For more than two decades, Kathy Butterly has created striking, evocative sculptures that play between figuration and abstraction, contributing to and expanding the field of contemporary ceramics. Like George Ohr and Ken Price, who Butterly cites as key influences, she is an artist whose medium is clay and whose considerable ambitions are not tethered to the modest dimensions of her pieces. Butterly’s oeuvre is defined by her process: she begins with a cast form, created by pouring wet clay into a plaster mold made from a generic, store-bought vessel, pinching and pulling and folding the clay until she finds something that resonates, Rorschach-like, with her psychological state. She then refines the piece, carving and smoothing its surfaces in a manner she likens to three-dimensional line drawing. The vessel is subsequently fired and glazed—always repeatedly and often upwards of 30 times—allowing her to paint surfaces and build volumes with accumulated layers of glazes and clay. Her work is an exploration of what her materials can do and how she can speak through them. It is also predicated upon risk, for with each firing the chance of loss is always at hand.
Many of the twenty-four ceramic sculptures in Thought Presence represent a recent evolution in Butterly’s practice toward larger, more abstract works characterized by sparer compositions in a unified palette of yellows, greens and white. Working at a scale that allows for more space to wrestle with ideas of form, color, and line, the vessels in this series are less explicitly evocative of the human body than her earlier pieces and more formally concerned with the visual, physical, and psychological weight of color and the mass of line. Yet Butterly’s wickedly irreverent wit and masterful sense of palette remain. Seams of fleshy pink, pops of vermillion red, and strokes of dusty blue hug the crevices and curves of these crumpled vessels, affirming Butterly’s deserved reputation as a colorist par excellence. Surprising juxtapositions of texture, built—like her colors—through layers upon layers of glaze and repeated firings, simultaneously seduce and repulse.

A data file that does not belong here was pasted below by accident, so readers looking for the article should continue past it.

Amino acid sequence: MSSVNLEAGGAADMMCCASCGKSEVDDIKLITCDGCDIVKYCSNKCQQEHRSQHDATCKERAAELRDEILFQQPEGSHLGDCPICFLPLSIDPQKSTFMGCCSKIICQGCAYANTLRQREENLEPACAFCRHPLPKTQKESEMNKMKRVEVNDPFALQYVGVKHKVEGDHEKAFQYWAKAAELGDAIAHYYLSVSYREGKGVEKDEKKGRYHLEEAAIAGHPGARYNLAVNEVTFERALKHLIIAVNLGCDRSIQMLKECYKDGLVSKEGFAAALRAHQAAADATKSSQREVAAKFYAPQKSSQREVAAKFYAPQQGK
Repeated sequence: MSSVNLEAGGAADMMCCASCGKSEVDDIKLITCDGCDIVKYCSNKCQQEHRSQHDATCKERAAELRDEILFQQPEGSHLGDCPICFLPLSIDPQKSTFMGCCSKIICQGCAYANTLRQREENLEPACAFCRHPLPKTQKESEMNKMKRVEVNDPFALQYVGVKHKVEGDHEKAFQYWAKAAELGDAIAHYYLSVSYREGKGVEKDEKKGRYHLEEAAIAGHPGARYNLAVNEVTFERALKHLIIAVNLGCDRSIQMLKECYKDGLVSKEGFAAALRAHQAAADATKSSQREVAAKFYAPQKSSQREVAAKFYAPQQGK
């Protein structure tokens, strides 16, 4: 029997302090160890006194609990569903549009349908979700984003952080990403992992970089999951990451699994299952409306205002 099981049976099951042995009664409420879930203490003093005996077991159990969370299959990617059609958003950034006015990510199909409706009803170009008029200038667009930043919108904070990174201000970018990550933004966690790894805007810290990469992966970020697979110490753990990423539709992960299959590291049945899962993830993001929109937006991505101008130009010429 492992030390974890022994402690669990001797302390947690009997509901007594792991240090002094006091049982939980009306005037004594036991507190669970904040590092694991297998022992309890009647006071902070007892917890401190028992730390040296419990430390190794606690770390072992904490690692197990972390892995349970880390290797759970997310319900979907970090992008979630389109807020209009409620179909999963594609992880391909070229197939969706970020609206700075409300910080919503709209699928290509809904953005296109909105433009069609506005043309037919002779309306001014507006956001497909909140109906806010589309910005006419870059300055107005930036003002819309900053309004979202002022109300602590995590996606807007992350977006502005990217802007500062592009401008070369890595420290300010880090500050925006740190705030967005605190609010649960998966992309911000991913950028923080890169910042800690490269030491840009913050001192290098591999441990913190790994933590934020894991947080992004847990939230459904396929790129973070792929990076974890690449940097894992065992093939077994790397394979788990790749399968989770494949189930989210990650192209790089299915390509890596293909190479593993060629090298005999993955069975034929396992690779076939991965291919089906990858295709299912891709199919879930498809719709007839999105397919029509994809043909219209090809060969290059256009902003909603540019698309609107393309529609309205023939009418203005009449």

Thought Presence also includes fifteen of Butterly’s works on paper. These multimedia collages begin with catalogue pages of her existing ceramic works, upon which Butterly pours and swirls richly-colored nail polish, often embedding beads and cut-out elements of other works into the varnish. The creation of these pieces is analogous in many ways to her process with clay and represents a closed circuit of artistic reference. Butterly manipulates a readymade form and then builds meaning and density with color and line. She prizes nail polish as a material for its glaze-like properties, allowing her to play with relationships between colors and finishes. The beads in her collages echo the delicate porcelain trim that draws the eye around many of her works in three-dimensions. Unlike the ceramic works, which she develops over months of deliberation and repeated firings, the nail polish collages are executed quickly and completed in only a few days. Their satisfying immediacy provides Butterly with a counterbalance to the laborious creation of her ceramics.